Chapter 2: Shock and Disbelief
I hang up deeply shaken after talking to the coroner. In a fog I walk to my car, sit silently at the wheel for a few minutes, and, after some deep breaths, pick up my cell phone and begin to contact the others.
Larry and I were cofounders of a men’s support group called The Lost and Found Men’s Council. For the past fifteen years a small group of us had met every two weeks. We had no specific program except to foster communication and brotherhood. We drummed, lit ritual candles, invoked sacred space, and shared our lives with one another. Each summer we went on a weekend camping retreat that provided a time for creating our own healing practices and a chance for deeper communication. We tapped into the council fire traditions of Native American, African, and other indigenous cultures where for time immemorial men have sat together talking, listening, and sharing with one another. We drew upon ritual, poetry, and myth to support each member’s self-realization, and we continue to do so, now without Larry. The brothers of the Lost and Found all considered him to be the heart and soul of our men’s council.
I call “brother” Bruce and catch him on his way to an appointment with his therapist. He’s driving on the 405 Freeway in Los Angeles, where we all live. My voice quavers as I hear myself speak the words out loud for the first time. Bruce is stunned. He tells me that he has just hung up from leaving a message on Larry’s voice mail. We lose the phone connection in the middle of our conversation. While waiting for him to call back, I call Jeff, who works as a sound editor at Universal Studios. Jeff gets it immediately.
When Bruce finally reaches me again, he says he had to pull over on to the shoulder of the jammed freeway to try to comprehend what I’d just said. He’s in suspicious disbelief. “This is no joke,” I tell him. “Listen to me. Larry has killed himself. It’s not a mistake. I wish it were. I just spoke to a guy at the morgue. His body’s already been identified.”
I don’t phone Cory until I get home. He’s out working late on a DVD project, so I leave a voice mail. Later he too tells me he thought it was just a prank. He’d phoned Larry immediately and left a message asking if it was a joke. There was no reply.
Later I make a call to brother Ken, an acupuncturist, but unable to reach him, I just say it’s an urgent call. At 6:30 a.m. the next morning, Ken phones, thinking I need an emergency appointment. There’s silence on the line after I break it to him.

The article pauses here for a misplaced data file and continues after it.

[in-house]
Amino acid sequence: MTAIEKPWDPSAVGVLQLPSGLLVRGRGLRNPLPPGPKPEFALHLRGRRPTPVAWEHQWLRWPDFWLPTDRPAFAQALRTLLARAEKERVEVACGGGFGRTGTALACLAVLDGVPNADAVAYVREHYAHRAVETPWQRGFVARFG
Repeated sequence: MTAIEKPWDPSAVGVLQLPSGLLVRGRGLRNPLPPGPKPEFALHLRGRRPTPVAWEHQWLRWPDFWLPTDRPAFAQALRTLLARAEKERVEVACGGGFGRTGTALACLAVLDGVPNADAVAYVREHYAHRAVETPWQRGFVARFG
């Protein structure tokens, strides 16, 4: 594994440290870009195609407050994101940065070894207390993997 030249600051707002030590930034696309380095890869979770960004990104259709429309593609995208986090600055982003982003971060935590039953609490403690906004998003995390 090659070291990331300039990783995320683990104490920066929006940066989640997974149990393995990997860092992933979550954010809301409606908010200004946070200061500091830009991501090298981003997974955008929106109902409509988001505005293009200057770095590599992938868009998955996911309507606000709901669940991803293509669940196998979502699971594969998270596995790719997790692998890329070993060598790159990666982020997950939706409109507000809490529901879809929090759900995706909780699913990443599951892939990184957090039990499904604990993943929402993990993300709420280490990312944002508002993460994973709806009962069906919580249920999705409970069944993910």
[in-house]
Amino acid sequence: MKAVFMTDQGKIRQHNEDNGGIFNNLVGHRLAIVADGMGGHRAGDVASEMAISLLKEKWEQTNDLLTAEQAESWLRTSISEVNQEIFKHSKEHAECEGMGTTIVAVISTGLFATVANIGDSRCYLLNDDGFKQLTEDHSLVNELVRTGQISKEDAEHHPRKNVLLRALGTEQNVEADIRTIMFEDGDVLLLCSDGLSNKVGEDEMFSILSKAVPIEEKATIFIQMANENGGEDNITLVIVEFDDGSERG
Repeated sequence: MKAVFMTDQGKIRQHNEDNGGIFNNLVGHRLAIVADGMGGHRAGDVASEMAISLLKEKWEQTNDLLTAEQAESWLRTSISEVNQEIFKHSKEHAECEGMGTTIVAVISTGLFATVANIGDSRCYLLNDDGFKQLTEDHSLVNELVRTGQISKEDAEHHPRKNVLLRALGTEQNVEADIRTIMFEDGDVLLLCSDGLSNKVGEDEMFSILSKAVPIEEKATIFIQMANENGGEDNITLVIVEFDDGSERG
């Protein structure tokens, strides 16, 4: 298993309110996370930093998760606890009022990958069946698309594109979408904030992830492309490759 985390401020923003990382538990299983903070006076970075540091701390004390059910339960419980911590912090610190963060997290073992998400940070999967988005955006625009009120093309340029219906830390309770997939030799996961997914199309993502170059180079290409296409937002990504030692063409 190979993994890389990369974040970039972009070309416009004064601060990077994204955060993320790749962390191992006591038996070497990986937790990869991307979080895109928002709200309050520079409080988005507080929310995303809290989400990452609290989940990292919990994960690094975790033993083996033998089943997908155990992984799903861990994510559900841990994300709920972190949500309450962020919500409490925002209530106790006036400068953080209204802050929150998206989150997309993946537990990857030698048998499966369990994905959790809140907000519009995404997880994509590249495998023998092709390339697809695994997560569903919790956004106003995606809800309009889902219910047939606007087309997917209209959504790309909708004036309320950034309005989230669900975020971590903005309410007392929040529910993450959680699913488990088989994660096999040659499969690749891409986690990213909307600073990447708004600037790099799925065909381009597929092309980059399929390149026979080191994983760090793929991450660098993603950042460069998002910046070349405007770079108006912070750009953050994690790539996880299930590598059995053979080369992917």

That evening I begin to scribble my first reactions in my journal. What a messed up thing to do, Larry man. I want to slap some sense into that thick bald head of his. Larry, that was a rotten, cowardly, selfish thing for you to do. You copped out. You’ve had the last word and it is a pitiful useless word! You were not the man I thought you were.
Larry, you let the bastards beat you! I am so sorry. I love you so much, but you betrayed that love. I am so angry at you that I can’t grieve. It was a bad idea, Larry! You ran away from us.
I keep on seeing the lonesome eyes of your beautiful big bear of a dog—Buddy. How could you do this to him? How could you leave him . . . and us like this? I thought you were a man of courage. I was wrong. I am so sad that it has come to this.
We shared such a deep friendship for so many years that your death is a crushing blow. I know that eventually I will miss you terribly. But not yet! I am so furious that I just can’t get my head around what you did. I do not excuse or accept your act. I can’t help but see it as cowardice, my brother, and I will hold you accountable. I want to grieve, but tonight I have no tears.
Shock and Disbelief
– Telling Others
– The First Day
– Beginning the Conversation
• When you found out that your loved one had died, who were the first people you contacted? What were their reactions? What were your reactions to their reactions?
• What happened during those first twenty-four hours? Create a chronology of events noting your changing thoughts, physical sensations, and feelings as you went through that first day. What did you and others do—or not do?
• Begin your first “conversation” with your loved one. The easiest way to do this is to put it in the form of a letter, beginning with his or her name. Then just write. What did you want to say to him immediately after you found out he was gone? What do you want to say right now?
I’m writing to you because it is the only way I can speak to you anymore. It is only twenty-four hours since I learned that you took your own life and I can’t get used to you not being around. I also can’t really accept that you left me the way you did . . .
Returning to the present moment . . .
As you sit comfortably, feel where your body makes contact with the chair or the floor beneath you.
When you breathe in, relax your body and lengthen your spine.
When you breathe out, let your body be held by the support beneath you.
I am grounded and supported in the present.
• Tool Kit for Your Journey to Healing
• Creating Support
• Clinical Theory Behind Unfinished Conversation’s Healing Process
• Resources for Survivors of Suicide
• Resources for Suicide Prevention
• Self-Care Handouts to Support Your Journey